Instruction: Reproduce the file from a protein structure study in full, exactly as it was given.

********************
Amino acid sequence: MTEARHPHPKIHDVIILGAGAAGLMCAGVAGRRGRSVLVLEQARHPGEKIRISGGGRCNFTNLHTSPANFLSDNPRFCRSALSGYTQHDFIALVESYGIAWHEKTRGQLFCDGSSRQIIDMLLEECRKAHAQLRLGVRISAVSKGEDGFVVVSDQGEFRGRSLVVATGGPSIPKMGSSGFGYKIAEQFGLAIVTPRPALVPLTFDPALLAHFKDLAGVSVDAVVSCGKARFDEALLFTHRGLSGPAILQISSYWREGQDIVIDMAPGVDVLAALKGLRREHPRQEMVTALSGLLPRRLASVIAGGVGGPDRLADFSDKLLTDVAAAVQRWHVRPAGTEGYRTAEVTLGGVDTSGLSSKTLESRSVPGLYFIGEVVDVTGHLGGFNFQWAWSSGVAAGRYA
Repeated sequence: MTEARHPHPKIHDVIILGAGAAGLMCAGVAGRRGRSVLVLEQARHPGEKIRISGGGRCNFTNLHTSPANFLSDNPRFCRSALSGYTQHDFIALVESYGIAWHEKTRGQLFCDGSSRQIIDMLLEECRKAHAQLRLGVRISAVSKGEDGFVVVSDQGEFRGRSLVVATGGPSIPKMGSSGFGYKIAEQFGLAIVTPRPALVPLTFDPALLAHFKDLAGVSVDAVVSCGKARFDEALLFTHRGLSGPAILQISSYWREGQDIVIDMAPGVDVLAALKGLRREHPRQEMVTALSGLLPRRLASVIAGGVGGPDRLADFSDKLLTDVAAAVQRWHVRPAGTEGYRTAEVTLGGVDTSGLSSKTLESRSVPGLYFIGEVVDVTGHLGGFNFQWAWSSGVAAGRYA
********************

Amino acid sequence: MTEARHPHPKIHDVIILGAGAAGLMCAGVAGRRGRSVLVLEQARHPGEKIRISGGGRCNFTNLHTSPANFLSDNPRFCRSALSGYTQHDFIALVESYGIAWHEKTRGQLFCDGSSRQIIDMLLEECRKAHAQLRLGVRISAVSKGEDGFVVVSDQGEFRGRSLVVATGGPSIPKMGSSGFGYKIAEQFGLAIVTPRPALVPLTFDPALLAHFKDLAGVSVDAVVSCGKARFDEALLFTHRGLSGPAILQISSYWREGQDIVIDMAPGVDVLAALKGLRREHPRQEMVTALSGLLPRRLASVIAGGVGGPDRLADFSDKLLTDVAAAVQRWHVRPAGTEGYRTAEVTLGGVDTSGLSSKTLESRSVPGLYFIGEVVDVTGHLGGFNFQWAWSSGVAAGRYA
Repeated sequence: MTEARHPHPKIHDVIILGAGAAGLMCAGVAGRRGRSVLVLEQARHPGEKIRISGGGRCNFTNLHTSPANFLSDNPRFCRSALSGYTQHDFIALVESYGIAWHEKTRGQLFCDGSSRQIIDMLLEECRKAHAQLRLGVRISAVSKGEDGFVVVSDQGEFRGRSLVVATGGPSIPKMGSSGFGYKIAEQFGLAIVTPRPALVPLTFDPALLAHFKDLAGVSVDAVVSCGKARFDEALLFTHRGLSGPAILQISSYWREGQDIVIDMAPGVDVLAALKGLRREHPRQEMVTALSGLLPRRLASVIAGGVGGPDRLADFSDKLLTDVAAAVQRWHVRPAGTEGYRTAEVTLGGVDTSGLSSKTLESRSVPGLYFIGEVVDVTGHLGGFNFQWAWSSGVAAGRYA